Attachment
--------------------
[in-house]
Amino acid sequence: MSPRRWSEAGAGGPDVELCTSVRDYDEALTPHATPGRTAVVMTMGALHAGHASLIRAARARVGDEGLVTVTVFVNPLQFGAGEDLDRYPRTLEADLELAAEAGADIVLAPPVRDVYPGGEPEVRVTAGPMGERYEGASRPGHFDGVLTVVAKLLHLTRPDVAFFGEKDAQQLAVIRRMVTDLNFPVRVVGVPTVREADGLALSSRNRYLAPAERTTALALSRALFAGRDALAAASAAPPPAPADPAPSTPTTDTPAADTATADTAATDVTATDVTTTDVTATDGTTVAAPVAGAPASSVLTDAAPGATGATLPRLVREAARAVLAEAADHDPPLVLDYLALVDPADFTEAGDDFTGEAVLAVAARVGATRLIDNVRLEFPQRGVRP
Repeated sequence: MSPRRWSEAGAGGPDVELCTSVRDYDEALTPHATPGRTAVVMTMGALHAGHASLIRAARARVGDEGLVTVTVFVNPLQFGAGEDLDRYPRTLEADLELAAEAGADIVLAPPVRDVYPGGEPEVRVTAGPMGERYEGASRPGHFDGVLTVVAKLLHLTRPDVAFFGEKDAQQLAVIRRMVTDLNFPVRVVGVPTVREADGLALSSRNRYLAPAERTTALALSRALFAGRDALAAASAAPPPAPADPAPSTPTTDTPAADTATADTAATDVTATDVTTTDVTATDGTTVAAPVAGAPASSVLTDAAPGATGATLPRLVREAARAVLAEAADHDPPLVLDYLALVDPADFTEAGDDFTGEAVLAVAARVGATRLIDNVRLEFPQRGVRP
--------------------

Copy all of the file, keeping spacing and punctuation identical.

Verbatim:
[in-house]
Amino acid sequence: MSPRRWSEAGAGGPDVELCTSVRDYDEALTPHATPGRTAVVMTMGALHAGHASLIRAARARVGDEGLVTVTVFVNPLQFGAGEDLDRYPRTLEADLELAAEAGADIVLAPPVRDVYPGGEPEVRVTAGPMGERYEGASRPGHFDGVLTVVAKLLHLTRPDVAFFGEKDAQQLAVIRRMVTDLNFPVRVVGVPTVREADGLALSSRNRYLAPAERTTALALSRALFAGRDALAAASAAPPPAPADPAPSTPTTDTPAADTATADTAATDVTATDVTTTDVTATDGTTVAAPVAGAPASSVLTDAAPGATGATLPRLVREAARAVLAEAADHDPPLVLDYLALVDPADFTEAGDDFTGEAVLAVAARVGATRLIDNVRLEFPQRGVRP
Repeated sequence: MSPRRWSEAGAGGPDVELCTSVRDYDEALTPHATPGRTAVVMTMGALHAGHASLIRAARARVGDEGLVTVTVFVNPLQFGAGEDLDRYPRTLEADLELAAEAGADIVLAPPVRDVYPGGEPEVRVTAGPMGERYEGASRPGHFDGVLTVVAKLLHLTRPDVAFFGEKDAQQLAVIRRMVTDLNFPVRVVGVPTVREADGLALSSRNRYLAPAERTTALALSRALFAGRDALAAASAAPPPAPADPAPSTPTTDTPAADTATADTAATDVTATDVTTTDVTATDGTTVAAPVAGAPASSVLTDAAPGATGATLPRLVREAARAVLAEAADHDPPLVLDYLALVDPADFTEAGDDFTGEAVLAVAARVGATRLIDNVRLEFPQRGVRP